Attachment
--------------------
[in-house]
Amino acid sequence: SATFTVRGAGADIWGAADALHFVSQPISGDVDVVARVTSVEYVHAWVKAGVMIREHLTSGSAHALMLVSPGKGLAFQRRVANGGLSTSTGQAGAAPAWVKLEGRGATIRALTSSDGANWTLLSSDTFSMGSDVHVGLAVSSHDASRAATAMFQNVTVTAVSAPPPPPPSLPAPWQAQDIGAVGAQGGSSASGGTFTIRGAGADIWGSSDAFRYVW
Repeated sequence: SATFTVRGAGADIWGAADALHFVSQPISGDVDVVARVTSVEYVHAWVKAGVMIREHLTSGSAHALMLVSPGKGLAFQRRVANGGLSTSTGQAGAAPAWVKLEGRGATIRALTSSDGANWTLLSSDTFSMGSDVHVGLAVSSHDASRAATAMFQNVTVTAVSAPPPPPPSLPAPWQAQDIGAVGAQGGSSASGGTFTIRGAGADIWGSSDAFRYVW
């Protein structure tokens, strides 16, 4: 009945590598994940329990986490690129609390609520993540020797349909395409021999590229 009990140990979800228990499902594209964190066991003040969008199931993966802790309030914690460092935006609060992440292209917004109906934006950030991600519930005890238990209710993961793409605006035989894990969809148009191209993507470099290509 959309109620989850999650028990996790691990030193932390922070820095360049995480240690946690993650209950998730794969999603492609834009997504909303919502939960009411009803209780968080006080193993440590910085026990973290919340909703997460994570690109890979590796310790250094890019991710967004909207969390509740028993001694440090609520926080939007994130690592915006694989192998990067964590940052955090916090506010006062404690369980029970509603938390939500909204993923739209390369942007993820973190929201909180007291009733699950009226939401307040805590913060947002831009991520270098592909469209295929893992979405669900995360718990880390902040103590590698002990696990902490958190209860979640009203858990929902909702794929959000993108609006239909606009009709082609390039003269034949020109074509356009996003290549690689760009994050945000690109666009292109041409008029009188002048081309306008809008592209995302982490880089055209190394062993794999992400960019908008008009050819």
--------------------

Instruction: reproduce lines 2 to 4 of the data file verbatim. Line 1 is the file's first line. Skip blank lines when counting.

Amino acid sequence: SATFTVRGAGADIWGAADALHFVSQPISGDVDVVARVTSVEYVHAWVKAGVMIREHLTSGSAHALMLVSPGKGLAFQRRVANGGLSTSTGQAGAAPAWVKLEGRGATIRALTSSDGANWTLLSSDTFSMGSDVHVGLAVSSHDASRAATAMFQNVTVTAVSAPPPPPPSLPAPWQAQDIGAVGAQGGSSASGGTFTIRGAGADIWGSSDAFRYVW
Repeated sequence: SATFTVRGAGADIWGAADALHFVSQPISGDVDVVARVTSVEYVHAWVKAGVMIREHLTSGSAHALMLVSPGKGLAFQRRVANGGLSTSTGQAGAAPAWVKLEGRGATIRALTSSDGANWTLLSSDTFSMGSDVHVGLAVSSHDASRAATAMFQNVTVTAVSAPPPPPPSLPAPWQAQDIGAVGAQGGSSASGGTFTIRGAGADIWGSSDAFRYVW
């Protein structure tokens, strides 16, 4: 009945590598994940329990986490690129609390609520993540020797349909395409021999590229 009990140990979800228990499902594209964190066991003040969008199931993966802790309030914690460092935006609060992440292209917004109906934006950030991600519930005890238990209710993961793409605006035989894990969809148009191209993507470099290509 959309109620989850999650028990996790691990030193932390922070820095360049995480240690946690993650209950998730794969999603492609834009997504909303919502939960009411009803209780968080006080193993440590910085026990973290919340909703997460994570690109890979590796310790250094890019991710967004909207969390509740028993001694440090609520926080939007994130690592915006694989192998990067964590940052955090916090506010006062404690369980029970509603938390939500909204993923739209390369942007993820973190929201909180007291009733699950009226939401307040805590913060947002831009991520270098592909469209295929893992979405669900995360718990880390902040103590590698002990696990902490958190209860979640009203858990929902909702794929959000993108609006239909606009009709082609390039003269034949020109074509356009996003290549690689760009994050945000690109666009292109041409008029009188002048081309306008809008592209995302982490880089055209190394062993794999992400960019908008008009050819």